Problem Solving and the Ontario Curriculum The set of skills our children need today extends beyond the traditional paper and pencil calculation skills that dominated mathematics instruction that most parents remember. In addition to having a good understanding of number facts and the ability to work with numbers, there are other important skills such as reasoning, problem solving and the communication of mathematical ideas that are also essential in the twenty-first century. For example, students need experience with making estimates, deciding on and adjusting their strategies, persevering through to a solution, and justifying their thinking. The Ontario Curriculum; Mathematics, Grades 1-8 (2005) supports the development of this mathematical thinking in a way that is meaningful and relevant to students. You can help your child to become a confident math problem solver by demonstrating persistence and a willingness to try multiple strategies or ideas. Also, talking through these challenges will help your child to develop his/her ability to improve communication skills and the development of math vocabulary. Be sure to encourage the use of concrete materials (e.g., coins, counters, shapes) as well as visuals (e.g., making a chart, drawing a diagram) when working through these math tasks. There are five strands in the Ontario Curriculum: Number Sense and Numeration Geometry Data Management and Probability Measurement Patterning and Algebra In addition, there are 7 Mathematical Process Expectations which permeate the curriculum: Problem Solving Reasoning and Proving Reflecting Selecting Tools and Computational Strategies Connecting Representing Communicating For more information on the Ontario Mathematics Curriculum visit: http://www.edu.gov.on.ca/eng/curriculum/elementary/math18curr.pdf The challenges for this week are focused on skills found within the Patterning and Algebra Strand. Specifically, the junior expectations include: Grade Four: Connect each term in a growing or shrinking pattern with its term number and record the patterns in a table of values that shows the term number and and the term Grade Five: Build a model to represent a number pattern represented in a table of value that shows the term number and term value Grade Six: Determine a term, given its term number, by extending growing and shrinking patterns that are generated by adding or subtracting a constant, or multiplying or dividing by a constant, to get the next term Here are the junior math problem solving challenges for this week: Grade Four *Create a table of values to represent the above pattern. Describe the pattern using numbers and words. What is the 7th term? How do you know? Represent this same pattern in a different way. Think about: What language can I use to describe the pattern (e.g., shrinking, growing, repeating)? How can I show this same pattern in a different way? *Note to Parents – A Table of Values is a chart which shows the pattern data in a manner which helps students to see relationships between the Term Number (e.g., first pattern example shown above) and the Term Value (e.g., the number of corresponding blocks related to a term number). Grade Five Use manipulatives (e.g., items such as toothpicks, coloured blocks) to build models which represent the number pattern below: Term Number 1 2 3 4 5 Term Value 1 4 7 10 ? If the pattern is extended, what is the value of the 20th term? How do you know? Think about: How can I describe the relationship between the term number and term value? *Grade Six Two patterns are shown below: If both patterns continue in the same way, which pattern will reach a term with a value of 23 first? Justify your answer. Think about: How can I organize my work effectively to communicate my answer? How can I prove that my answer is correct? This grade six question is taken from the released 2013 – 2014 EQAO Assessment questions and is an example of the problem solving questions our grade six students will be asked to solve during EQAO. Try this problem with your child and afterwards take a look at the two sample responses below. These do not represent the only way to show the answer, but do provide examples of student responses at level three and level four. Level 3 Response Level 4 Response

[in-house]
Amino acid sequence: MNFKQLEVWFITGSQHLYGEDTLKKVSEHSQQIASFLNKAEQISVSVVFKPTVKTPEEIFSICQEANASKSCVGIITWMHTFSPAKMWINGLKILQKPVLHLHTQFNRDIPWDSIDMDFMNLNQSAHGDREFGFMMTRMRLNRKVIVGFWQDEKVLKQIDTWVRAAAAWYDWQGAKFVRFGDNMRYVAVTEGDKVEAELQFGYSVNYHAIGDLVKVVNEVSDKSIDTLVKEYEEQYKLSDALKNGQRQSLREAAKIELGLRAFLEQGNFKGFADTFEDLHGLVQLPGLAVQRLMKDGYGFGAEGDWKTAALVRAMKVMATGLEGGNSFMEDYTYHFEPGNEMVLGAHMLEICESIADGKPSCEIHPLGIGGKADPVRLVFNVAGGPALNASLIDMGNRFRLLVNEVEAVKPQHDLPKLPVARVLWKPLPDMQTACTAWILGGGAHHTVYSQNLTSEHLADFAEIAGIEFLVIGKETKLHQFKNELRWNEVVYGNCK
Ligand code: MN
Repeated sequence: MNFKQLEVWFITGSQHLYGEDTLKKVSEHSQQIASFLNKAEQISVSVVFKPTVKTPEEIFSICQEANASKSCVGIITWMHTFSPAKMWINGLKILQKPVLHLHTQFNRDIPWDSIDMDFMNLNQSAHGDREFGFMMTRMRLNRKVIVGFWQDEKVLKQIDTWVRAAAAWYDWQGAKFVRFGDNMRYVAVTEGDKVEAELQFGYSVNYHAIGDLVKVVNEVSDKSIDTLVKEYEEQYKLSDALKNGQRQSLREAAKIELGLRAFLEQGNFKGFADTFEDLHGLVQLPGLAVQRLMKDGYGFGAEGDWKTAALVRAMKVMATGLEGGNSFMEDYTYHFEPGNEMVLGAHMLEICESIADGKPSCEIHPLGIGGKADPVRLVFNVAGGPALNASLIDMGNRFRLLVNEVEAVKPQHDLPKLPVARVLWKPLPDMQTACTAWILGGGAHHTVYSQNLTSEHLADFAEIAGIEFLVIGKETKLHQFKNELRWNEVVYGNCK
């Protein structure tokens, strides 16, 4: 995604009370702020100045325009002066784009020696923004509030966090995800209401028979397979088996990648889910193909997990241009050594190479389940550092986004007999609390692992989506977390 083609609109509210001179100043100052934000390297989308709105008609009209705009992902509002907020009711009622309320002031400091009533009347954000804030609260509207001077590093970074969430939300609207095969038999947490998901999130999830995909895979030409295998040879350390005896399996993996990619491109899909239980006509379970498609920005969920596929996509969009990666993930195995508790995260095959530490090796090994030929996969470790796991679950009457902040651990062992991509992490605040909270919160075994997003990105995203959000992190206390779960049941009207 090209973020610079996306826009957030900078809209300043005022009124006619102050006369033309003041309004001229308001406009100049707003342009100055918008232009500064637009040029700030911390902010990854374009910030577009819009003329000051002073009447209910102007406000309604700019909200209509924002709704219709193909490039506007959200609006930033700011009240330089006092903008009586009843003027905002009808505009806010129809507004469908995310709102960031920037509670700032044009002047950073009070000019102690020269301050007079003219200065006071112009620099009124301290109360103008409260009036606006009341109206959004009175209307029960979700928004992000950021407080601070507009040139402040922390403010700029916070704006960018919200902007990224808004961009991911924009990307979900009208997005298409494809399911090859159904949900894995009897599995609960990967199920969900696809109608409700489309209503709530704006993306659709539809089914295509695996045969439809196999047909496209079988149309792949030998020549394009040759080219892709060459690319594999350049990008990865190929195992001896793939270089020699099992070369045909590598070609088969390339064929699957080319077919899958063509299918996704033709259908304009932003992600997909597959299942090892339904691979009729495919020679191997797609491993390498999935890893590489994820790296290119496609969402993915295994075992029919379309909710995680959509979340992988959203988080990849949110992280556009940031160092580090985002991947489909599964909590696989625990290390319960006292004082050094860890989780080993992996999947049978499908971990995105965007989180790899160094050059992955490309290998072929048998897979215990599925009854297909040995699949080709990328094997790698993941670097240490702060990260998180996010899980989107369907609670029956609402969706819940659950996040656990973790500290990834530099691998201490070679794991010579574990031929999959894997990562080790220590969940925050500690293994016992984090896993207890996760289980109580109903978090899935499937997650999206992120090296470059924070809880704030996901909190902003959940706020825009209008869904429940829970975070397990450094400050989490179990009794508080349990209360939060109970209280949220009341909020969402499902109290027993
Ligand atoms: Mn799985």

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# SJAM Week 6 Junior Math Challenge